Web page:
If the strike goes forward, however, the district has hired substitute teachers and has pledged to keep all of its 1,322 schools open for its more than 694,000 students. UTLA has more than 30,000 members. The city is preparing, too.
Beutner said the district has made offers, but the union’s proposal has remained unchanged since 2017. The district maintains that its current financial situation is “not sustainable,” and unless something changes, it will be insolvent by 2021, when it will have depleted a $1.8 billion reserve.
The union, in turn, accuses district leaders of being disingenuous about the district’s finances. Randi Weingarten, the president of the American Federation of Teachers, accused Beutner of acting “like a boss and not an educator of half a million kids.”
While salary is an issue in Los Angeles, the two sides aren’t too far apart on teacher pay. The district has offered a 6 percent raise, while the union wants 6.5 percent — although the two sides disagree over when the raise should kick in.
Beyond compensation, the teachers demand more full-time nurses, librarians and counselors, and funds to address large class sizes — even though the district argues that just 6 percent of schools have 40 or more students in a classroom.
“It is dire in that things have been getting worse for a long time and nothing is getting better, and especially for our most at-risk students,” Zeccola said. “We’re giving them ridiculously high class sizes that makes it impossible for them to rise up and have the lives they deserve.”
They are also upset by what they perceive as pro-charter-school policies by the district. Charter schools, which are publicly run but managed separately of other district schools, have created a rift among Democrats for years.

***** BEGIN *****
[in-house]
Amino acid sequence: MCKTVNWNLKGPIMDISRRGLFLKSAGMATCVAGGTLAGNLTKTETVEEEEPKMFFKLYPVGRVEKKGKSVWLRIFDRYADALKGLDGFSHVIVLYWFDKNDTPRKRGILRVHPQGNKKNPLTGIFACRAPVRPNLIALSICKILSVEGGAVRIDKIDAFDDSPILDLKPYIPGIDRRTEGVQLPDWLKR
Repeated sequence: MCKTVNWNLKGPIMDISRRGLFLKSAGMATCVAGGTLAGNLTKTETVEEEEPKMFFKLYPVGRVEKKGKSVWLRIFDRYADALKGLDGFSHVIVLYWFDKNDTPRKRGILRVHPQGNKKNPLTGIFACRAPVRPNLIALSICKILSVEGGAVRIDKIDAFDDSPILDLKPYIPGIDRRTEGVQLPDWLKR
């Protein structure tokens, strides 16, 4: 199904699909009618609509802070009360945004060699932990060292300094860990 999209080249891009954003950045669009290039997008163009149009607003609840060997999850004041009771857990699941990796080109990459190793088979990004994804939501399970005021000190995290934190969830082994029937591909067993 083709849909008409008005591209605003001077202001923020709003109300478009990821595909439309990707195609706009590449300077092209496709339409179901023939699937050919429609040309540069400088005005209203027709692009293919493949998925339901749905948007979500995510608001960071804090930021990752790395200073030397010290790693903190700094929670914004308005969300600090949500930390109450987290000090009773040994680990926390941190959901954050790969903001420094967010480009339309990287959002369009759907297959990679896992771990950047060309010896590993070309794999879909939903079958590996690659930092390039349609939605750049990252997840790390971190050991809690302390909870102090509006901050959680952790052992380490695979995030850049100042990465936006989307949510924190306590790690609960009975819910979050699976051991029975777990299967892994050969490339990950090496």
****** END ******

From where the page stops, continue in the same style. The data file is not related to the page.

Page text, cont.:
Already, in Oakland, Calif., the Oakland Education Association teachers union has said a possible strike is looming there as well and teachers there rallied Saturday in support of their LA counterparts. In Virginia, a group called the Virginia Educators United has announced a march on Jan. 28 on the Capitol in Richmond. Denver teachers are poised to strike the same day.
Weingarten said it’s premature to say whether there will be a teacher strike wave this year, but there is a willingness on educators’ part “not to put up with despair or with conditions that don’t work for children.”
While labor unrest has put Los Angeles specifically in the spotlight, the state senator who chairs California’s education budget subcommittee said the LAUSD tension reflects an overarching statewide problem: School districts that are grappling with dwindling attendance and ballooning pension costs are seeking more state help.
“Districts around the state have taken the position and have started to advocate for increasing funding,” said state Sen. Richard Roth, a Riverside Democrat. With Newsom inheriting a substantial budget surplus, “there will be a great deal of pressure to channel a lot of that toward schools.”
Jeremy B. White contributed to this report.
Source: “Los Angeles” – Google News